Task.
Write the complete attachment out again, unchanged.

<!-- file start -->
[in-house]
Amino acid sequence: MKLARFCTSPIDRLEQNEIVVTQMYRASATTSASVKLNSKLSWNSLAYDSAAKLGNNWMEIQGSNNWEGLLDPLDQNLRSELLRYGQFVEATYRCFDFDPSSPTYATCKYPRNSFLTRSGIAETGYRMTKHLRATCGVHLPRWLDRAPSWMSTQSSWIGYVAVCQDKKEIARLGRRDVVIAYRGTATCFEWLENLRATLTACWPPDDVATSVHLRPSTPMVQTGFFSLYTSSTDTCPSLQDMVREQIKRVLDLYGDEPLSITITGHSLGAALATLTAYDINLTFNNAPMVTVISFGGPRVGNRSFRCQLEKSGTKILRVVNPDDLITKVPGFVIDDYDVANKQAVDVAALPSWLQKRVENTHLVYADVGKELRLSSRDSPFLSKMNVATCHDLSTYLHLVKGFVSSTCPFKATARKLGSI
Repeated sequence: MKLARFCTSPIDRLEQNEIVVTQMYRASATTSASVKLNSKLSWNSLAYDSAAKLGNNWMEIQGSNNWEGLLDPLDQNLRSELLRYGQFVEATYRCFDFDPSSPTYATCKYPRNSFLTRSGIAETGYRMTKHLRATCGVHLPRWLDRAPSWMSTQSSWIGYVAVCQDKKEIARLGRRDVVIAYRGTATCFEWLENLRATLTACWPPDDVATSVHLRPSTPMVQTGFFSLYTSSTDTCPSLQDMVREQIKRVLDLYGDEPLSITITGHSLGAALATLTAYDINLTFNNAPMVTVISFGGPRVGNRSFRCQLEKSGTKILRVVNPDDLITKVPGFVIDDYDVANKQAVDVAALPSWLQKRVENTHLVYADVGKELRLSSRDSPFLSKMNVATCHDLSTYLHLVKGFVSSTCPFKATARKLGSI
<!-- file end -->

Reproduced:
[in-house]
Amino acid sequence: MKLARFCTSPIDRLEQNEIVVTQMYRASATTSASVKLNSKLSWNSLAYDSAAKLGNNWMEIQGSNNWEGLLDPLDQNLRSELLRYGQFVEATYRCFDFDPSSPTYATCKYPRNSFLTRSGIAETGYRMTKHLRATCGVHLPRWLDRAPSWMSTQSSWIGYVAVCQDKKEIARLGRRDVVIAYRGTATCFEWLENLRATLTACWPPDDVATSVHLRPSTPMVQTGFFSLYTSSTDTCPSLQDMVREQIKRVLDLYGDEPLSITITGHSLGAALATLTAYDINLTFNNAPMVTVISFGGPRVGNRSFRCQLEKSGTKILRVVNPDDLITKVPGFVIDDYDVANKQAVDVAALPSWLQKRVENTHLVYADVGKELRLSSRDSPFLSKMNVATCHDLSTYLHLVKGFVSSTCPFKATARKLGSI
Repeated sequence: MKLARFCTSPIDRLEQNEIVVTQMYRASATTSASVKLNSKLSWNSLAYDSAAKLGNNWMEIQGSNNWEGLLDPLDQNLRSELLRYGQFVEATYRCFDFDPSSPTYATCKYPRNSFLTRSGIAETGYRMTKHLRATCGVHLPRWLDRAPSWMSTQSSWIGYVAVCQDKKEIARLGRRDVVIAYRGTATCFEWLENLRATLTACWPPDDVATSVHLRPSTPMVQTGFFSLYTSSTDTCPSLQDMVREQIKRVLDLYGDEPLSITITGHSLGAALATLTAYDINLTFNNAPMVTVISFGGPRVGNRSFRCQLEKSGTKILRVVNPDDLITKVPGFVIDDYDVANKQAVDVAALPSWLQKRVENTHLVYADVGKELRLSSRDSPFLSKMNVATCHDLSTYLHLVKGFVSSTCPFKATARKLGSI